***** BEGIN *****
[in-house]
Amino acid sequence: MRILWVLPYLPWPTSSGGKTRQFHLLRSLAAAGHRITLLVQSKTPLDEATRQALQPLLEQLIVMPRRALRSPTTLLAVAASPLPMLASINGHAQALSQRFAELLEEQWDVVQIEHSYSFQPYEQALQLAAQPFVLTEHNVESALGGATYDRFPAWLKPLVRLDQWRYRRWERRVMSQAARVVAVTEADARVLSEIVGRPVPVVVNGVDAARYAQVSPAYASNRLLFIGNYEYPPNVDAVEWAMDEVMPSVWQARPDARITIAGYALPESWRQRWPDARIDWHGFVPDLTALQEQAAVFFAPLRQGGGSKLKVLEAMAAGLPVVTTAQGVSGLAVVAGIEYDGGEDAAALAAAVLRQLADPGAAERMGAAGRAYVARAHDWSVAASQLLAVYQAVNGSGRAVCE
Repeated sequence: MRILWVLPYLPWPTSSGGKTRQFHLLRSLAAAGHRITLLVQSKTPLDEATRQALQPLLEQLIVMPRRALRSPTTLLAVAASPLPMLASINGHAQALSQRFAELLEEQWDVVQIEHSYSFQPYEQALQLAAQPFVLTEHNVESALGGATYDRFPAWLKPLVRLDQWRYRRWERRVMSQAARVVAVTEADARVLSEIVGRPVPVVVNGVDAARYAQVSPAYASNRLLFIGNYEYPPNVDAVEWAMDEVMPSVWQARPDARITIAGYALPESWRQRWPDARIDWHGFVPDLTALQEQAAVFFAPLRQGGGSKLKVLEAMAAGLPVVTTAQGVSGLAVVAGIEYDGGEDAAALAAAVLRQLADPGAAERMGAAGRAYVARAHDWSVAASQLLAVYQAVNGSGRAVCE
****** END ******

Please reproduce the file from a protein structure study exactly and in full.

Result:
[in-house]
Amino acid sequence: MRILWVLPYLPWPTSSGGKTRQFHLLRSLAAAGHRITLLVQSKTPLDEATRQALQPLLEQLIVMPRRALRSPTTLLAVAASPLPMLASINGHAQALSQRFAELLEEQWDVVQIEHSYSFQPYEQALQLAAQPFVLTEHNVESALGGATYDRFPAWLKPLVRLDQWRYRRWERRVMSQAARVVAVTEADARVLSEIVGRPVPVVVNGVDAARYAQVSPAYASNRLLFIGNYEYPPNVDAVEWAMDEVMPSVWQARPDARITIAGYALPESWRQRWPDARIDWHGFVPDLTALQEQAAVFFAPLRQGGGSKLKVLEAMAAGLPVVTTAQGVSGLAVVAGIEYDGGEDAAALAAAVLRQLADPGAAERMGAAGRAYVARAHDWSVAASQLLAVYQAVNGSGRAVCE
Repeated sequence: MRILWVLPYLPWPTSSGGKTRQFHLLRSLAAAGHRITLLVQSKTPLDEATRQALQPLLEQLIVMPRRALRSPTTLLAVAASPLPMLASINGHAQALSQRFAELLEEQWDVVQIEHSYSFQPYEQALQLAAQPFVLTEHNVESALGGATYDRFPAWLKPLVRLDQWRYRRWERRVMSQAARVVAVTEADARVLSEIVGRPVPVVVNGVDAARYAQVSPAYASNRLLFIGNYEYPPNVDAVEWAMDEVMPSVWQARPDARITIAGYALPESWRQRWPDARIDWHGFVPDLTALQEQAAVFFAPLRQGGGSKLKVLEAMAAGLPVVTTAQGVSGLAVVAGIEYDGGEDAAALAAAVLRQLADPGAAERMGAAGRAYVARAHDWSVAASQLLAVYQAVNGSGRAVCE